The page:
Over the course of many years spent in the outdoors, I’ve come to notice a pattern. A phenomenon, if you will. For a while I saw it as just a coincidence, but eventually it became clear: something’s really going on here.
The phenomenon I’m referring to is the strange relationship between being in the great outdoors, and REALLY needing to use the bathroom. And I’m not talking about instances where your stomach gurgles a little and you think to yourself: Hmm…Gonna need to use the toilet when I make it back to camp. No, no. I’m talking about: Oh Lord please let there be toilet paper in this backpack! None?? Why is there ONLY pine straw laying around?!? This situation seems to only occur out in the wilderness, far from the truck, and in areas with really good deer activity. Mother nature comes knocking, and you have to answer. I’ve therefore aptly named this phenomenon, The Call of Duty.
The Call of Duty generally comes at the most inconvenient times possible. For instance, when I was a teenager, I was helping my dad launch our canoe for a camping trip at Port St. Joe, Fl. Halfway through loading the boat, I received The Call of Duty. Luckily, there’s a bathroom right next to the launch. I found it odd that The Call actually came while there was a bathroom nearby and not 7 miles into the wilderness while paddling the canoe. I hurriedly shuffled past several families that were enjoying lunch and getting ready to snorkel as I made my way to the bathroom doors. I reached for the handle to enter and…locked. Ruh roh… Glancing back over my shoulder, I made sure none of the families could see me and made for the women’s restroom.
This was more like it. Situations like these are the kind I’d come to expect from The Call of Duty. With no other bathroom for miles, and not wishing to ruin several families’ vacations, I quickly shuffled back to the truck for emergency toilet paper before breaking toward the thicket. Of course, I use the term “thicket” to describe the impenetrable wall of vegetative death that I attemtped to crash my way through. Briars, palm fronds, and an assortment of other razor sharp plants pulled at me as I made my way noisily out of sight and into the woods. A quick glance over my shoulder confirmed that my not-so-stealthy departure had, indeed, drawn everyone’s attention to the fact I was about to take care of business in the woods.
Nevertheless, I continued into the woods until I was 100% out of sight, and finally answered The Call. There’s always a brief moment after answering where you think to yourself Oh thank you. Disaster. Averted. And I was happily in this thought process when I realized I was in pain. A lot of pain. And all of it coming from below my belt line. I quickly glanced down in horror to see my poor bare bottom covered in hundreds of mosquitoes. I’d already put bug spray on my arms, legs, face, and neck. But who thinks to put bug spray on their butt?
Had everyone thought I’d entered the woods quickly, it was nothing compared to the speed at which I came crashing back out. I came sprinting back into the parking lot bloody, writhing in pain, shouting obscenities, and trailing a long length of toilet paper behind me like a flag. Right in front of everyone. The Call of Duty at its finest.
Another prime example of The Call occurred a few weeks back while hunting Central Georgia for Whitetail. I’d just left the Jeep a few minutes prior and crossed a small creek. I suddenly stumbled across a VERY fresh scrape line. While I stood around debating about which tree I should climb that evening, I received The Call of Duty. Of course, this came right when I discovered the best sign I’d seen all year, and there was no chance of making it back to the Jeep. I opted to quickly work my way down a dim trail and up over a small ridge that overlooked two merging creeks. I soon found a suitable spot, and answered The Call. Only after finishing did I look to notice 3 fresh rubs and two more scrapes that were only a few feet away.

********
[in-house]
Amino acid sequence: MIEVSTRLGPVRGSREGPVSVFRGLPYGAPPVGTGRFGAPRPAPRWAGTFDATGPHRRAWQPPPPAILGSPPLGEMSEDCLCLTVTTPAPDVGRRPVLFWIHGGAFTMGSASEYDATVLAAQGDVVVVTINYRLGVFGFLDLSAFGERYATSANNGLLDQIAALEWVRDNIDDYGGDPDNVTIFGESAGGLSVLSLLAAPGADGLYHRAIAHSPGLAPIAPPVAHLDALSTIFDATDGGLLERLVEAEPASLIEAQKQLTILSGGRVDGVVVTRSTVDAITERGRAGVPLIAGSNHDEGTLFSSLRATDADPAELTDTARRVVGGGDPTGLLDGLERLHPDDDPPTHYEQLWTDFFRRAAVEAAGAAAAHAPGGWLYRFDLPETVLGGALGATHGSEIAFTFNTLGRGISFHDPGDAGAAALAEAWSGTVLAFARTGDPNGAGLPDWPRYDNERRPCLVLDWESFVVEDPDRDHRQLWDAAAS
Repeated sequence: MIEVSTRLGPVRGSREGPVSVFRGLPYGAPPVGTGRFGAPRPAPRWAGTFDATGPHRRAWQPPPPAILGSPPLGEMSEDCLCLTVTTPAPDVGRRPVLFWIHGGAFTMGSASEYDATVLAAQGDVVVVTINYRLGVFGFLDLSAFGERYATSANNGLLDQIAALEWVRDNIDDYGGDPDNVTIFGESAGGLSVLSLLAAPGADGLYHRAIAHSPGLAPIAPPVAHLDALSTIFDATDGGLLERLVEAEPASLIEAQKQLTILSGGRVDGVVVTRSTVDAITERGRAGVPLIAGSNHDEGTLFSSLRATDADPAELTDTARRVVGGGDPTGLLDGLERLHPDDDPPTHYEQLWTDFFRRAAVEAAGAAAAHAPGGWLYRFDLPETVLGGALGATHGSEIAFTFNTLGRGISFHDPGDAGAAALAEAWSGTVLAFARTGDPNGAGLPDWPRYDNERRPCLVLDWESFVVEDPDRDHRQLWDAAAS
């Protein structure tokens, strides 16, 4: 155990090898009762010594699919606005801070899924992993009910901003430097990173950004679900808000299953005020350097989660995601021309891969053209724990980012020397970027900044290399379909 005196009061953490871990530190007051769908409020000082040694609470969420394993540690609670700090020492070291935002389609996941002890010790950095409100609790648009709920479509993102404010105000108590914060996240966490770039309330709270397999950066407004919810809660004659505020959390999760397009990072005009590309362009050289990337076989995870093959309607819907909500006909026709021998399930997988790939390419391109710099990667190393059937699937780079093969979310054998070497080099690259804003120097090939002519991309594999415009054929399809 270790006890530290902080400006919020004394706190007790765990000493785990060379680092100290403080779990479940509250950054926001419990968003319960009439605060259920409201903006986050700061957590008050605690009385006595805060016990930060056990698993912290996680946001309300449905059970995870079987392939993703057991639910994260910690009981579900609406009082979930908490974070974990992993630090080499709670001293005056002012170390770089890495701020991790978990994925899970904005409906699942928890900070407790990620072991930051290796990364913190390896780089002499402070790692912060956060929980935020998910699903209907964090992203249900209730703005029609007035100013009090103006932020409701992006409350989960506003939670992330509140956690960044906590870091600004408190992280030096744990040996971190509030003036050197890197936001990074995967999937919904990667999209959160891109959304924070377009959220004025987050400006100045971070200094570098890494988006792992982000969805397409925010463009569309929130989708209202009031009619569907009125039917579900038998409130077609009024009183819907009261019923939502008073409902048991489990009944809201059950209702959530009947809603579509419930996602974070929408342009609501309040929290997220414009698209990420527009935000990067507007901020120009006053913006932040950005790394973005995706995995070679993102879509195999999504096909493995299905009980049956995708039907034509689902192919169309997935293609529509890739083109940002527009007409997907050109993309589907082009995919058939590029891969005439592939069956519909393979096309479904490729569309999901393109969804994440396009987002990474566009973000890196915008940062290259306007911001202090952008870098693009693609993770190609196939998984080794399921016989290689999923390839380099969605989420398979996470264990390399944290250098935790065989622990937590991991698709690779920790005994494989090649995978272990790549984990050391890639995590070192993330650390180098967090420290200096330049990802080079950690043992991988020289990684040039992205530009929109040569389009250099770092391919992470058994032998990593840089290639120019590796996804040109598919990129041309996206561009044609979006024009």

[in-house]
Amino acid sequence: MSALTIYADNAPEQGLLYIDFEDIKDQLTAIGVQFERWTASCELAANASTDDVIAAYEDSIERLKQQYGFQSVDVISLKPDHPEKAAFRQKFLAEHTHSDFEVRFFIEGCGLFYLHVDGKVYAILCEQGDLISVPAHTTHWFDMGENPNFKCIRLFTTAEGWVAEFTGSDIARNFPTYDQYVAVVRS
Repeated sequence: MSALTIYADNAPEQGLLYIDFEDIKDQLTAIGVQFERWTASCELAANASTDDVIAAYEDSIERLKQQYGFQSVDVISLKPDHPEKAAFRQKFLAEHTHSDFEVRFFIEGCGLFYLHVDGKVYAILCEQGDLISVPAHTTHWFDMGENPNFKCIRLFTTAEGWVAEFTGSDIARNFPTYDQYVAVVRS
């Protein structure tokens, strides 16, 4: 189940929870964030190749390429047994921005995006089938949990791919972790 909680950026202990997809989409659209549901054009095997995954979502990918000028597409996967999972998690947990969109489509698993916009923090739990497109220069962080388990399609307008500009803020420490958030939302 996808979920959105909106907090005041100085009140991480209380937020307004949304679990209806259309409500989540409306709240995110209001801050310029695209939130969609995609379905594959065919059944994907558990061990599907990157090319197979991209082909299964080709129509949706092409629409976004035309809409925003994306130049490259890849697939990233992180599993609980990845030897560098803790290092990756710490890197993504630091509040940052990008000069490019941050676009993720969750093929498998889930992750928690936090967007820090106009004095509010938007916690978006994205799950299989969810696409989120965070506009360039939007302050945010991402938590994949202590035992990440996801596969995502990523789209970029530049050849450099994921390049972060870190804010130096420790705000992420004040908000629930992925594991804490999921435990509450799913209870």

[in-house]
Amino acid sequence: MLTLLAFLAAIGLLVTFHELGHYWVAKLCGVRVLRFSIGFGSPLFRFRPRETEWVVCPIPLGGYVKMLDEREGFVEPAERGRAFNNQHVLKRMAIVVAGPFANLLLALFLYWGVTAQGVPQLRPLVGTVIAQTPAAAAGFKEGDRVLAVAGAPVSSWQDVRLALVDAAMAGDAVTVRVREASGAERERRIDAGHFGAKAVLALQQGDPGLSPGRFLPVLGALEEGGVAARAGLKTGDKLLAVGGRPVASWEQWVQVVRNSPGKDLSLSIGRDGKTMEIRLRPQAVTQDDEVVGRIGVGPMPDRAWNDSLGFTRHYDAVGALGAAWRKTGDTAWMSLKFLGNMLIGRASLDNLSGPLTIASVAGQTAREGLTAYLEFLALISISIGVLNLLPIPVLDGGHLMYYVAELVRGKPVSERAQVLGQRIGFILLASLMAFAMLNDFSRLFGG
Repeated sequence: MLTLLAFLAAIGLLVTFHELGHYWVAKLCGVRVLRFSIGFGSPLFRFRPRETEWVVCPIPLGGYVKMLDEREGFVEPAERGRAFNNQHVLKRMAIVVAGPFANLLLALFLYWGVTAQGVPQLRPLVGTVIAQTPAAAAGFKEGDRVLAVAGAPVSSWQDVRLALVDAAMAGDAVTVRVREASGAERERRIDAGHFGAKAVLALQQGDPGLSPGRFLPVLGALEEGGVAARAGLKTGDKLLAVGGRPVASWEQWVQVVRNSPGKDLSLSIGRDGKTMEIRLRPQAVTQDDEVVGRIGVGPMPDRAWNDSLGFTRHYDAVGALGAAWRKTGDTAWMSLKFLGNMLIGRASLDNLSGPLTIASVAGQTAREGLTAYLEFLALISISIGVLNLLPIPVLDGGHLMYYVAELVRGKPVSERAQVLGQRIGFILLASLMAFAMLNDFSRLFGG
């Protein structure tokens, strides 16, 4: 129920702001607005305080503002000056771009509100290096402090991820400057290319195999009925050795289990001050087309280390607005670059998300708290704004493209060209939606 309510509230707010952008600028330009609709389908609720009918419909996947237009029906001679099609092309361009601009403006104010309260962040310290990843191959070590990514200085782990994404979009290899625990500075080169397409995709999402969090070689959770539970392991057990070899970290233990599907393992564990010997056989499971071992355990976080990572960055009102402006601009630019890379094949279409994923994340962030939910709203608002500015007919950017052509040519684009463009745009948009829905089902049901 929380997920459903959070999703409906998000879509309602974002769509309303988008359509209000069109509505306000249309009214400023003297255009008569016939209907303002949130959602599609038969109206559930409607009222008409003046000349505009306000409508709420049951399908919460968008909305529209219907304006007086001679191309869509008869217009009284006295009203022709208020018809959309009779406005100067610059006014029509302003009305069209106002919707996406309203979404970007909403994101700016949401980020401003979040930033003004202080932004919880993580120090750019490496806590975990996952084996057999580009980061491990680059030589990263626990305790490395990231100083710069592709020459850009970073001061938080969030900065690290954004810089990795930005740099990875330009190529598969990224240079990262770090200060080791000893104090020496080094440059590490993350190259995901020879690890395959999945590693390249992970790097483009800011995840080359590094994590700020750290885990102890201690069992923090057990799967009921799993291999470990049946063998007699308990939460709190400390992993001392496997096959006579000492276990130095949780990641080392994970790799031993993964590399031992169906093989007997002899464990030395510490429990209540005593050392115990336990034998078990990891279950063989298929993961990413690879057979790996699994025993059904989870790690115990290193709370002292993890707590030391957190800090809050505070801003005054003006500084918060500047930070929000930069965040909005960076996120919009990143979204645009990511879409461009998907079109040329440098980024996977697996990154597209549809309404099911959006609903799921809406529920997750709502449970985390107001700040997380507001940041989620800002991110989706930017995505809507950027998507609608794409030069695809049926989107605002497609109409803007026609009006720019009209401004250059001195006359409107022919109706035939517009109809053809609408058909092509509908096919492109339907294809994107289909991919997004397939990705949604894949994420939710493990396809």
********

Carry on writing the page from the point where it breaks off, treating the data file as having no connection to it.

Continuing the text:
There must be something about actually being in the outdoors that triggers it. One could leave their house without the faintest urge to use the restroom, get into the woods, and suddenly have to use the bathroom like never before. Maybe it’s the fresh air? The rustling of the leaves? The scent of pine and oak? Who knows? It’s a mystery to me.
Even stranger things occur with The Call of Duty when you actually -live- in the woods. While working on a deer study last year, I lived in the woods with two other guys for months at a time. It wasn’t until a few months into the study while bouncing around in a pickup truck with the guys that I came to a horrible realization. One of the guys would offhandedly mention something along the lines of, “If I don’t use the bathroom ASAP I’m gonna die”. And in response, the other guy would say “Same…I’ve gotta go bad”. I would have responded with something as well, but the urge to answer The Call was already so strong inside me that I feared speaking might hurry things up. I suddenly realized that we all had essentially this same coversation EVERY DAY. Like clockwork. Similar to how women will match menstral cycles if they are around each other long enough, men will actually sync The Call of Duty.
Once back at the field house, I quickly ran inside to toss some gear onto my bed. I turned around, went back into the hall, and reached for the bathroom door at the same time as one of the other guys.
“Dude…I’ve -really- gotta go”
“Yeah, but so do I. It’s…”
We were cut off by the muffled voice of the third guy from behind the locked door.
“Ya’ll wait your turn. I’m gonna be a while”
The Call of Duty at its finest.